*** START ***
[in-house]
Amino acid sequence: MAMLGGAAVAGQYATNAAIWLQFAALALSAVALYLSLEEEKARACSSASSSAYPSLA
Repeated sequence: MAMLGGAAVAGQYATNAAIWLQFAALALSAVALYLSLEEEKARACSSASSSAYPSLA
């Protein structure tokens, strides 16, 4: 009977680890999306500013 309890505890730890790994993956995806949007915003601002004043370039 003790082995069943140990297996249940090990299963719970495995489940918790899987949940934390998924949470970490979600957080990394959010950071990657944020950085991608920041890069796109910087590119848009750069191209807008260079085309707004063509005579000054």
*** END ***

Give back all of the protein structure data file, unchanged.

[in-house]
Amino acid sequence: MAMLGGAAVAGQYATNAAIWLQFAALALSAVALYLSLEEEKARACSSASSSAYPSLA
Repeated sequence: MAMLGGAAVAGQYATNAAIWLQFAALALSAVALYLSLEEEKARACSSASSSAYPSLA
């Protein structure tokens, strides 16, 4: 009977680890999306500013 309890505890730890790994993956995806949007915003601002004043370039 003790082995069943140990297996249940090990299963719970495995489940918790899987949940934390998924949470970490979600957080990394959010950071990657944020950085991608920041890069796109910087590119848009750069191209807008260079085309707004063509005579000054």